Discuss James Joyce ‘ political views and how they were represented in his works
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James Joyce’s Political Views
In this essay, we shall discuss the political views of James Joyce, and how they were presented in his books. However, before entering into the subject, we shall discuss briefly the writer’s biography; historical background, and circumstances surrounding him at the time he was actively writing. We would love to do a complete picture of Joyce’s political thought on his books, but since we do not have much space, we shall show the writer’s political views in two books, Ulysses; Dubliners, and Finnegan’s Wake.
James Joyce Biography. James Joyce was born in 1882 in Dublin, Ireland. If we look closely at Joyce’s writing, we shall see that Dublin is predominantly featured in his writing. The writer considered that by placing his works in an urban setting, he might be able to transpose his experiences to a universal audience. When James was a child, his father became a tax collector, which allowed his family to live more comfortably. Sadly, he lost his job a few years later, and the family became impoverished (European Graduate School 1). Since he was a child, Joyce studied French, Italian, and English. His first piece of writing was a poem called “Et Tu Healy” which he wrote at the age of 9. The poem represented his father’s anger over the failure to obtain the Irish Home Rule. In his youth, Joyce lived in Dublin, where he developed his literary talent. It is said that it was his years in Dublin, what gave him the material to write his histories. In 1904, he met Nora Barnacle, with whom he would move from Dublin to Zurich, and then to Trieste where he spent a decade teaching English. In 1914, he published Dubliners, a set of fifteen stories that did not gather much attention at the time. In the same way, it was in 1914 when Joyce started to write Ulysses, which obtained accolades and acclaim from the critics. Nevertheless, some excerpts of the book were considered obscene by the American censors, who forbade him from publishing that book in the United States, until 1932. In 1920, Ezra Pound convinced Joyce to go to Paris, but after the start of the World War II he moved to Zurich, where he stayed until 1940 when he died of surgical complications.
Historical Background of the Imperial Ireland
At the dawn of the 20th century, Ireland was passing through a myriad of political changes that menaced the existence of the United Kingdom. This changes might have contributed to the development of Joyce’s political thought. In the previous section, we established that the first poem written by Joyce was about his father’s anger over the failure to obtain the Irish Home Rule. The Home Rule was an initiative proposed by the Irish independence movement to provide Ireland with autonomy and sovereignty over the land, staying inside the United Kingdom. The purpose was to gain a political situation close to that of Scotland and Wales. However, in Ireland, to major powers coexisted. The Northern part of the island is inhabited by Protestants and the Southern one by Catholics. These religious differences have sparked many conflicts in the history, and created many frictions that ended in fights, and riots. It was not until the 1940s where Ireland got its independence, seceding from the northern part of the Island that stayed under the British rule. To artists such as Joyce, this issue became an important part of their narrations, and despite not being openly political, there existed some overtones that can be seen among his works. To the Irish, their relations with the British have always been sour, and it has been only in the modern times where both countries have started the way to mutual understanding.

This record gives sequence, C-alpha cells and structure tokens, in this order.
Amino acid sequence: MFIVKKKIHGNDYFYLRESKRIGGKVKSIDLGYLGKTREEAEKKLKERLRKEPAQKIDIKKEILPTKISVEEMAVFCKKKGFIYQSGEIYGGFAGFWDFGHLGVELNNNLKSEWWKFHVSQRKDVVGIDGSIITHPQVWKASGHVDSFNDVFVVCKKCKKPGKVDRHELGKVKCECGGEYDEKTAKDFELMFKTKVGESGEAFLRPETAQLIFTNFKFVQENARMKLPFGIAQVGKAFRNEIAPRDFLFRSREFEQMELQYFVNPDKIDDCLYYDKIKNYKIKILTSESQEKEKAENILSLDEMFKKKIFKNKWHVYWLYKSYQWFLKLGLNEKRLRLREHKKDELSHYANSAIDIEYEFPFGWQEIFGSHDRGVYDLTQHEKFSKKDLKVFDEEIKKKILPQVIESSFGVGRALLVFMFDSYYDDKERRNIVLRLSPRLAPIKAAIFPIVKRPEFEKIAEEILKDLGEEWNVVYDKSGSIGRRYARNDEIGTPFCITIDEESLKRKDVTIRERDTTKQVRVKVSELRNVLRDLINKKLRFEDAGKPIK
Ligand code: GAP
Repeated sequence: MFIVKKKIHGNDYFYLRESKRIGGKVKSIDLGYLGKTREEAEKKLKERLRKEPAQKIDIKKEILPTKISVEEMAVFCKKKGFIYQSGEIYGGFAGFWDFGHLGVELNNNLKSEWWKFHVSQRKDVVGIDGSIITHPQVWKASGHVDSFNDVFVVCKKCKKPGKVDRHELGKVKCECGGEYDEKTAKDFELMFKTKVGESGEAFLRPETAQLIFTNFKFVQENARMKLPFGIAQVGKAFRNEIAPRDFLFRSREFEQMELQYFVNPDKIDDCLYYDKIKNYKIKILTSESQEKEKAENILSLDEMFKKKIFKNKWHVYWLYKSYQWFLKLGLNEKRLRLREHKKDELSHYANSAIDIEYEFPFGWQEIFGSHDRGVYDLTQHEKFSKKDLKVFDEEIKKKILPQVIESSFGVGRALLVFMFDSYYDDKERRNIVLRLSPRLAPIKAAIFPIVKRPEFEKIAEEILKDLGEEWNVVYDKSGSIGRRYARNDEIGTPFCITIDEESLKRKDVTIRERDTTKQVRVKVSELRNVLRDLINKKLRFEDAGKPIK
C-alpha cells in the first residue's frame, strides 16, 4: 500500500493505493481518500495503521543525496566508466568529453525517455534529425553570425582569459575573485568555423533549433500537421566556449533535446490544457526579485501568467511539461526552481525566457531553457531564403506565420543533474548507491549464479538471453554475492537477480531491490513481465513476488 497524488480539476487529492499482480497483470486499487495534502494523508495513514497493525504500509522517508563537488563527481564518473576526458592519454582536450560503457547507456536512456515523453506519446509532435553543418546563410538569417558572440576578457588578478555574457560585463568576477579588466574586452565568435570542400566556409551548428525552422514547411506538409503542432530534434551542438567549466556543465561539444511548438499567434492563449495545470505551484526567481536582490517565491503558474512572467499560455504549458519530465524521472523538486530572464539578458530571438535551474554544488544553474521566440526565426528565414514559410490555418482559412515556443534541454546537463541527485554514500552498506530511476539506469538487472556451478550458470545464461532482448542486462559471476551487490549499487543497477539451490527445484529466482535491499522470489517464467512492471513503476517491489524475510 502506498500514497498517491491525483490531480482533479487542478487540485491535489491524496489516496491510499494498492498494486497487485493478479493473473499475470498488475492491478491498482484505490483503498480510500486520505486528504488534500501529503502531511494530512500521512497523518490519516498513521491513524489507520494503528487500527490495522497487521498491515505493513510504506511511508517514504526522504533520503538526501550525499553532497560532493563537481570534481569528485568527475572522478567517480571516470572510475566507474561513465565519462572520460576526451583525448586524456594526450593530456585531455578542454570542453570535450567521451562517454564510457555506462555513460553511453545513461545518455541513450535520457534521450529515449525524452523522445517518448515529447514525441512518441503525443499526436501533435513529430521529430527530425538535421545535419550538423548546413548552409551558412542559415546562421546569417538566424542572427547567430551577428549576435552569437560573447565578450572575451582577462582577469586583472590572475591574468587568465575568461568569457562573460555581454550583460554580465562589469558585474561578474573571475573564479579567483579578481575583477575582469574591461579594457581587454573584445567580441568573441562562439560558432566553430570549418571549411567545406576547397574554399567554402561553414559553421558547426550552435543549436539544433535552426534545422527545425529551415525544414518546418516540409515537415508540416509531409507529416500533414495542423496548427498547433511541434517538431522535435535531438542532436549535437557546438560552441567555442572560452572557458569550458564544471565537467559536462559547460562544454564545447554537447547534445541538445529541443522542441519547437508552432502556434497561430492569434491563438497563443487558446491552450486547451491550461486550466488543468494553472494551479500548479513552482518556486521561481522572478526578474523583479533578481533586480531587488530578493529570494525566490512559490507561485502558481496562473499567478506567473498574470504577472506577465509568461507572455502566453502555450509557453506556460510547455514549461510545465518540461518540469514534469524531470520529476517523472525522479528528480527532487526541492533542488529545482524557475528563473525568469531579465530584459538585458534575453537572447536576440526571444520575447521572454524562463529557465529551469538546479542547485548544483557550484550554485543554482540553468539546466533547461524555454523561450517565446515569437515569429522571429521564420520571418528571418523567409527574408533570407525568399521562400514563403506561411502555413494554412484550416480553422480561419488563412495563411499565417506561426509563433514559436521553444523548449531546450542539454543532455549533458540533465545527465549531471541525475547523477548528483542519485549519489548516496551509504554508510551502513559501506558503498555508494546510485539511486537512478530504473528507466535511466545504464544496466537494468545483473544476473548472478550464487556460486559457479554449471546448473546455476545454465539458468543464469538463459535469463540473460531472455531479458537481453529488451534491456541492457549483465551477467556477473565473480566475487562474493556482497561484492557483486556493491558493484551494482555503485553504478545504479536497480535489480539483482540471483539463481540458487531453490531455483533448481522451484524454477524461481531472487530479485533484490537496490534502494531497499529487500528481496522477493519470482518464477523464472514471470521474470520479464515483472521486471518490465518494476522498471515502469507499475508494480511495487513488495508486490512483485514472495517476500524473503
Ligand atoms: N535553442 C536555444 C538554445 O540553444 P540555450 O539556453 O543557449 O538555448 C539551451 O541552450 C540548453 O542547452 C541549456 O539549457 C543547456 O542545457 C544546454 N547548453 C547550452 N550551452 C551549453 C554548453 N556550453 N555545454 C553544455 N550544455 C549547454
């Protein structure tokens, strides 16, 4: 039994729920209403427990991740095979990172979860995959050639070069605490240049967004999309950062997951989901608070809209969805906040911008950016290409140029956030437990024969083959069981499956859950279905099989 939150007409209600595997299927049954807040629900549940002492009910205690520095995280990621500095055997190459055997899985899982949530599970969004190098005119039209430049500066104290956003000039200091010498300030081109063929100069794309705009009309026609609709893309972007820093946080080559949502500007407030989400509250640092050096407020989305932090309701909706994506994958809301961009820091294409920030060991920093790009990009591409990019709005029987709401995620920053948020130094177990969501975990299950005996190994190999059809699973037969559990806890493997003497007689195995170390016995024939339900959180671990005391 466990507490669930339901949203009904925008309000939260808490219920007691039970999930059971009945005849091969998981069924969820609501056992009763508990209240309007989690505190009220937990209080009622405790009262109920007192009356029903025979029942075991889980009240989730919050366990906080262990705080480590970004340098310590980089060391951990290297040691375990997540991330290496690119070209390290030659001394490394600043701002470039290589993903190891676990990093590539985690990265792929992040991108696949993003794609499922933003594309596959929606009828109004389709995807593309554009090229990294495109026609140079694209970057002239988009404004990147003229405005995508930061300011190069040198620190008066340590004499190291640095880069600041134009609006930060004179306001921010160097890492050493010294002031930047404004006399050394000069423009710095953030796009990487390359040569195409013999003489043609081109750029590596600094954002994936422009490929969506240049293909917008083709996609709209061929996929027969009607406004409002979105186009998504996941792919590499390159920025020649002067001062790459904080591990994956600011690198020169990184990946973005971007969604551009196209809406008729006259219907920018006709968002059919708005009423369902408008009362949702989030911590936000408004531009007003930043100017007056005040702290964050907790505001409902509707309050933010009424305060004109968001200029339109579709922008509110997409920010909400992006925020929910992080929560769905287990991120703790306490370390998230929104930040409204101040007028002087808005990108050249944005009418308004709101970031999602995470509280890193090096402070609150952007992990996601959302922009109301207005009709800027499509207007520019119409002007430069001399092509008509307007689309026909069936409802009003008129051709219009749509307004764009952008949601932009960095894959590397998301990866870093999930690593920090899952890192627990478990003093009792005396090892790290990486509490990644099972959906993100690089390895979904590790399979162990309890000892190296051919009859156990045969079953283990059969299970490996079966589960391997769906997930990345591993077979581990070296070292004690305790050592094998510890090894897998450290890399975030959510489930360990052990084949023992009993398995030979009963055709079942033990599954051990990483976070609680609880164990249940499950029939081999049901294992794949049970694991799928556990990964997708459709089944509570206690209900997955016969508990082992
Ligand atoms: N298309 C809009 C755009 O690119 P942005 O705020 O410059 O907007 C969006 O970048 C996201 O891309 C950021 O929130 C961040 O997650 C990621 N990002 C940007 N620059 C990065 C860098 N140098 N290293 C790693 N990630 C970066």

James Joyce Political Views. In the many debates concerning the political future of Ireland, the name of James Joyce surfaced many times. However, despite the modern approach the writer had in his literature, he was quite reticent to speak about politics in both his private life, and his writing. In his public life, he endorsed no political party, nor doctrine. In his writing, there is not a political theory, nor political platform where the writer stands and delivers a political thought. Joyce was highly reluctant to speak about his political thought, or to sign in a political party (Bongiovanni 3). Also, Joyce has been associated with other modern writers, which granted him many praise and scorn. It is hard to assert the true extent of Joyce’s political thought, but there is not an exact corollary to Joyce’s thought. Nevertheless, the investigations done by Dominic Mangianello documented Joyce’s political thinking and studied the inconsistency, evasiveness and superficiality in Joyce political manners (Segall 27). The writer had been interested in socialism and anarchy, but those thoughts never permeated his works. We can see the contours of a political thought, but it is never enunciated. What we can assess, from the research done is that Joyce has a sympathy for progressive ideas and social improvement. In the same way, if we use his works as a compass, we found that Joyce can be seen as a political liberal, a man whose democratic and pacific ideas set him apart from the political thought of his time. According to Manganiello, Joyce can be labeled as a libertarian, a vision of socialism without Marx, and anarchism without violence (Manganiello 232). That is what separates James Joyce from his contemporaries. However, despite Manganiello being o.ne of the most important scholars of Joyce’s political thought, we deem necessary to do a semblance of Joyce’s political ideas, to at least show how the man thought the world, and everything that surrounded him. However, it might be hard to reconcile the two different Joyces, the social-oriented man, with the passionate, and poetic loner he was as a writer.